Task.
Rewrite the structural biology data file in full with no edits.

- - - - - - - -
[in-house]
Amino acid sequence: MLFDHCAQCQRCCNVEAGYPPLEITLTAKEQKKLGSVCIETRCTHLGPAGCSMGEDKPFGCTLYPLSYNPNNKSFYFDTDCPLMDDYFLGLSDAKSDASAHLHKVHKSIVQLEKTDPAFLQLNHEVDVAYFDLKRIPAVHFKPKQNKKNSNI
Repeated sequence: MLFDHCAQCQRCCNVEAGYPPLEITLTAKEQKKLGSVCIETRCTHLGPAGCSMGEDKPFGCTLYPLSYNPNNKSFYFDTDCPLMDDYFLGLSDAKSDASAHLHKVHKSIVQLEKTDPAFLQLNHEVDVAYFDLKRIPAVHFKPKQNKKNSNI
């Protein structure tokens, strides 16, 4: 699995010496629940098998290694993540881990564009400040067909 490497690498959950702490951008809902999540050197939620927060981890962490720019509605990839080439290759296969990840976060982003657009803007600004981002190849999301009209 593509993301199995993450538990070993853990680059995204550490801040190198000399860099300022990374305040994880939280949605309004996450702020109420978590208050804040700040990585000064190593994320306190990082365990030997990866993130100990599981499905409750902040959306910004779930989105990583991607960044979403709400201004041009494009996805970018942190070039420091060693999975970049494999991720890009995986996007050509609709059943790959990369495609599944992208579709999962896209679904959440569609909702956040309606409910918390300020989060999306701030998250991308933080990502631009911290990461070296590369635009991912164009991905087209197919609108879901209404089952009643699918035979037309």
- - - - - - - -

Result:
[in-house]
Amino acid sequence: MLFDHCAQCQRCCNVEAGYPPLEITLTAKEQKKLGSVCIETRCTHLGPAGCSMGEDKPFGCTLYPLSYNPNNKSFYFDTDCPLMDDYFLGLSDAKSDASAHLHKVHKSIVQLEKTDPAFLQLNHEVDVAYFDLKRIPAVHFKPKQNKKNSNI
Repeated sequence: MLFDHCAQCQRCCNVEAGYPPLEITLTAKEQKKLGSVCIETRCTHLGPAGCSMGEDKPFGCTLYPLSYNPNNKSFYFDTDCPLMDDYFLGLSDAKSDASAHLHKVHKSIVQLEKTDPAFLQLNHEVDVAYFDLKRIPAVHFKPKQNKKNSNI
């Protein structure tokens, strides 16, 4: 699995010496629940098998290694993540881990564009400040067909 490497690498959950702490951008809902999540050197939620927060981890962490720019509605990839080439290759296969990840976060982003657009803007600004981002190849999301009209 593509993301199995993450538990070993853990680059995204550490801040190198000399860099300022990374305040994880939280949605309004996450702020109420978590208050804040700040990585000064190593994320306190990082365990030997990866993130100990599981499905409750902040959306910004779930989105990583991607960044979403709400201004041009494009996805970018942190070039420091060693999975970049494999991720890009995986996007050509609709059943790959990369495609599944992208579709999962896209679904959440569609909702956040309606409910918390300020989060999306701030998250991308933080990502631009911290990461070296590369635009991912164009991905087209197919609108879901209404089952009643699918035979037309």